Patapon 2 review

Rhythm games took the world by storm back in the early to mid 2000s. The PS4 and Xbox One however have seen a sharp dive in rhythm games. The Just Dance series has just kept going, true. But aside from that, the only notable mainstream entries have been Rocksmith, Thumper and Beat Saber. That’s not to say there aren’t more excellent rhythm games out there, because there are. It’s just a far cry from the fifteen or so games in five years that Guitar Hero boasted from 2005 to 2010.

In 2017, we were graced with the remaster of Patapon, bringing it from the PSP to its HD glory on PS4. Now Patapon 2 has seen a remaster. Once again we’re tasked with drumming up a beat, and helping the rambunctious Patapons. If you haven’t played a Patapon game before you may be surprised to find that it isn’t solely a rhythm game. Instead it’s a strange combination of a rhythm and god game.

I promise that it makes a lot more sense in practice than it does on paper.

Well, I’ve heard there was a secret chord

The main plot of Patapon 2 continues on from the first game. Your Patapons have set sail for Earthend, a magical new land that offers prosperity and wonders. Not far into their journey  they are set upon by a kraken that easily gives the Patapons a beat down. Once shipwrecked they call on you, their almighty god, to see them through this low note in their journey.

Being the Patapon’s god is fundamentally important to Patapon 2, both in plot and gameplay. It is also its biggest let down. You command the Patapons through four beat commands, your divine voice giving them the inspiration and the will to keep going and complete the game. That’s the rhythm part of the game. It’s so closely tied to you being the Patapons god, though, that it’s hard to tell which came first: rhythm game or god game.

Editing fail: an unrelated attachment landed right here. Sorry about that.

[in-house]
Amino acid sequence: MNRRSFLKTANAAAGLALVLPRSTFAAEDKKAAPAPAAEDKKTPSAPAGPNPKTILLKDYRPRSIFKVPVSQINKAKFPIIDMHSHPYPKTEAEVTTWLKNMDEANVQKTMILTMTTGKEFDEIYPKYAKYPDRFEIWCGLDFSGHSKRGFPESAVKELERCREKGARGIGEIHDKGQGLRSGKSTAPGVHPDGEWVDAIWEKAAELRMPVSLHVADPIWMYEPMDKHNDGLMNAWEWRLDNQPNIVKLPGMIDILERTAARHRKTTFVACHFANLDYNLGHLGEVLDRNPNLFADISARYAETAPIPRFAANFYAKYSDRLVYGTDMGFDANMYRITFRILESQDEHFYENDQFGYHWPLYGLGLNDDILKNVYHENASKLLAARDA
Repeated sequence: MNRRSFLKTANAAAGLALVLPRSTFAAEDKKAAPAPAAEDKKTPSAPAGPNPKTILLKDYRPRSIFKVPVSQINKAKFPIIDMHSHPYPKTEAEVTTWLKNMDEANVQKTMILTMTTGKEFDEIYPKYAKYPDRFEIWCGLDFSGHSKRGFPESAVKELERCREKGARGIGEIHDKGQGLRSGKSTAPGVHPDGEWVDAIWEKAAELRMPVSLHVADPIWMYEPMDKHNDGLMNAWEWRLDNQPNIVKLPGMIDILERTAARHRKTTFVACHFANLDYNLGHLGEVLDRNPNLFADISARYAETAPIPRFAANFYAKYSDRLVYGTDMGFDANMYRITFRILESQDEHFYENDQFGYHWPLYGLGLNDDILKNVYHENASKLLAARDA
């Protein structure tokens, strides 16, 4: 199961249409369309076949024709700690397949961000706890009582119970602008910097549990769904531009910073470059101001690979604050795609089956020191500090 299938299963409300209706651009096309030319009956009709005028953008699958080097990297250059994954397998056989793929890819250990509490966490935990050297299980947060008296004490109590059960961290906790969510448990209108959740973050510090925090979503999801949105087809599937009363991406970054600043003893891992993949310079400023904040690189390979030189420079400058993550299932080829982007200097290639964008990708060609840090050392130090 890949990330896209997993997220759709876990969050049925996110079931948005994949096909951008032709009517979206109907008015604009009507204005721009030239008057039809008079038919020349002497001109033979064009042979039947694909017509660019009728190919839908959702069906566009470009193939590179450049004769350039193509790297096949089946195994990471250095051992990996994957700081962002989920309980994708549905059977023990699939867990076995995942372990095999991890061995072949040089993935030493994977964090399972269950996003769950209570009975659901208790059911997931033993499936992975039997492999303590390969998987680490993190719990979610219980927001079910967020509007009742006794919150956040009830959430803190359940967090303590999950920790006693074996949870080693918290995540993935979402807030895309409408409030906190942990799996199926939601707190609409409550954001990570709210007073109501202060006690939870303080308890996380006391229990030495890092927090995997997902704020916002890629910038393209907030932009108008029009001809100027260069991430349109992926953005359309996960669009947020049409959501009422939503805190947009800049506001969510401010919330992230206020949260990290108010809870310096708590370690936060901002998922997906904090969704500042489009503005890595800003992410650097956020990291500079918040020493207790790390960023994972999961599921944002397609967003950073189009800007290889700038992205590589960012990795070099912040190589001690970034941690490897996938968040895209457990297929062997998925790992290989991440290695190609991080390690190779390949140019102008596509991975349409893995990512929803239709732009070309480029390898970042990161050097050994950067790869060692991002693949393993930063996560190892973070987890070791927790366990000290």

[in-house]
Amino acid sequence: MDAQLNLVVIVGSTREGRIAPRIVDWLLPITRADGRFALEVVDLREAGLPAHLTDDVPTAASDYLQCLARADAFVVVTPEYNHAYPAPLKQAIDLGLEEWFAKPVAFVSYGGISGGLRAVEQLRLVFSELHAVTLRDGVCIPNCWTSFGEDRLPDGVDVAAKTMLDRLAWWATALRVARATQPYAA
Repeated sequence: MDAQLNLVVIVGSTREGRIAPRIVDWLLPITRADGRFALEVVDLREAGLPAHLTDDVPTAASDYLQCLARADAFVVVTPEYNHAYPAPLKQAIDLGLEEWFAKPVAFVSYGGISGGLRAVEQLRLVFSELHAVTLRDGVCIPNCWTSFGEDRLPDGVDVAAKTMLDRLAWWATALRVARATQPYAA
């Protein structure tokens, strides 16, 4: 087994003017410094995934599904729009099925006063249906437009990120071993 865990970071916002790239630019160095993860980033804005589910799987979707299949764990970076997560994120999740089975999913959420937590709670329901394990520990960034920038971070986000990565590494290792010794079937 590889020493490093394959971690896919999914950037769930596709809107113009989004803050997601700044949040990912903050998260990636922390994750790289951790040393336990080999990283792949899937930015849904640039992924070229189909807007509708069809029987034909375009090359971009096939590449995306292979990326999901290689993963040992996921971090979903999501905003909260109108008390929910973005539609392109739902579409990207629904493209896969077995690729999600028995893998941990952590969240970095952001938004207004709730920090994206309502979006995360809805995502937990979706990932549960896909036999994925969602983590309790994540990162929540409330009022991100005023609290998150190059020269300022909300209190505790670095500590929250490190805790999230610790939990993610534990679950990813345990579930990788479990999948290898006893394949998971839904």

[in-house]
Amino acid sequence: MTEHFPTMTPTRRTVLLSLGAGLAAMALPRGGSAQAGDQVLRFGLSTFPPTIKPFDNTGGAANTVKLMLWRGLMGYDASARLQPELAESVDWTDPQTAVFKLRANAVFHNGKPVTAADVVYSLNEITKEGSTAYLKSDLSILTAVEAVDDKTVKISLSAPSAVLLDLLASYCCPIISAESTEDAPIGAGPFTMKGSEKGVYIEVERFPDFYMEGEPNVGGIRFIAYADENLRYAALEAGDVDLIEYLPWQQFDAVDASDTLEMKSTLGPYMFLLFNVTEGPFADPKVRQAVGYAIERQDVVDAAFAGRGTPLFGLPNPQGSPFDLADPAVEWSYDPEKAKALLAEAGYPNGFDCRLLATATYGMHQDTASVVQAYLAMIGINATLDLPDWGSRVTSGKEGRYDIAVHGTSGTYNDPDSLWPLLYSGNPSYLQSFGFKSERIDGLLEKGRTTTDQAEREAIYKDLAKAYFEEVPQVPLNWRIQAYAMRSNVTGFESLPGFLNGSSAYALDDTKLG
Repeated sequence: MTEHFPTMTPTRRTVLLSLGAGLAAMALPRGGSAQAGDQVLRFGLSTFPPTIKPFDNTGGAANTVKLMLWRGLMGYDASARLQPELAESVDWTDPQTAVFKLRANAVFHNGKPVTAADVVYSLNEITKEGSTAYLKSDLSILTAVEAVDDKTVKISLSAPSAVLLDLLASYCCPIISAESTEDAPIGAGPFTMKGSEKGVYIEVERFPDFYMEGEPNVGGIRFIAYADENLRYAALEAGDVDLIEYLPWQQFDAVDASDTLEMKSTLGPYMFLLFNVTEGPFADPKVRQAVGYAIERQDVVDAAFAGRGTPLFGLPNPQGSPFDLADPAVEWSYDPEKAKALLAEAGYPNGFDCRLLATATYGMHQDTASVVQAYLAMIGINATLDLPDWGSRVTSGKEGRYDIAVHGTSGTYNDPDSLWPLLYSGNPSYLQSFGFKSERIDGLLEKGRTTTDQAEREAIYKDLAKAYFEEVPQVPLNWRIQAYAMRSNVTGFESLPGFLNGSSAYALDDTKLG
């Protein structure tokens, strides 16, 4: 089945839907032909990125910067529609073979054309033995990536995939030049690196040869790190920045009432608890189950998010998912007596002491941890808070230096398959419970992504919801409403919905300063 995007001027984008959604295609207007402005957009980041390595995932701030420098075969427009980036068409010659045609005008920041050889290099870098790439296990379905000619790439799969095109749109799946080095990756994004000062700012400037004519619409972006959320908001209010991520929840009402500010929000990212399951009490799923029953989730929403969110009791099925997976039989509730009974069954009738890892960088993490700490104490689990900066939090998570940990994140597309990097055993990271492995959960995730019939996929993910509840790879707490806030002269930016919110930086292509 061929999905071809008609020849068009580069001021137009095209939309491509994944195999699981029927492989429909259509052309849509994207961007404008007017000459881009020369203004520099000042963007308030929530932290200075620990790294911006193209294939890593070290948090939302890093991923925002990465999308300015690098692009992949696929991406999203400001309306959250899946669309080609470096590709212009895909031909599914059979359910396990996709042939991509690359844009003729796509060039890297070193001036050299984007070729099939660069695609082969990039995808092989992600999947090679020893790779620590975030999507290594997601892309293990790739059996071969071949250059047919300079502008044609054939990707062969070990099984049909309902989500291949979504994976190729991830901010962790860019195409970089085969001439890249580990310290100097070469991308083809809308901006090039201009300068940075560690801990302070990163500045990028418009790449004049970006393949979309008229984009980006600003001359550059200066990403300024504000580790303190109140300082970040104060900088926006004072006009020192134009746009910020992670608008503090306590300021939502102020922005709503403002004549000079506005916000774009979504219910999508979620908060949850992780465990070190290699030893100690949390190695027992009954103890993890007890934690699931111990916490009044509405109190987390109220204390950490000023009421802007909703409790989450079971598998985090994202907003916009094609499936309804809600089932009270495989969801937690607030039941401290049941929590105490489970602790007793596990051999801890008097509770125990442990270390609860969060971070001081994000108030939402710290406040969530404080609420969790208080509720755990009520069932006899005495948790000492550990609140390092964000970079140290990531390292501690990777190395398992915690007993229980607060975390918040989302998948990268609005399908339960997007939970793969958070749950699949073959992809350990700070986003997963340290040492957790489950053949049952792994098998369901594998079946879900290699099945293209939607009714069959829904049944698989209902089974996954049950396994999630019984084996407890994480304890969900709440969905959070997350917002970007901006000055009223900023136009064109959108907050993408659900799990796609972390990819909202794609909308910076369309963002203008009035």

Your first command, pata pata pata pon, or square square square circle, commands your Patapons to move forward. You’ll learn new commands for various key presses that let you attack, cure status effects, or retreat. The more confident you become with the various patterns, the easier it is to weave them into a continuous beat. The rhythm aspect is so memorable that my flatmates now greet me by quoting various commands at me in high pitched voice. And they only saw me play the game twice.

That David played and he pleased the Lord

Patapons listening to your commands and repeating them back is the core game mechanic, and it’s enjoyable and satisfying. The better you are at timing the commands, and the more combos you make, the more excited your Patapons become. Eventually they will enter into a fever, which is where Patapon 2 shines. The chanting increases in volume, music is added in and Patapons start becoming more active. There is something truly zen about finding the beat in a rhythm game and just flowing through a level. Patapon 2 allows you to reach that level of flow, with commands that are easy enough to remember, but difficult enough to get perfect that you still feel accomplished when you reach fever mode.

Well, it goes like this, the fourth, the fifth, the minor fall and the major lift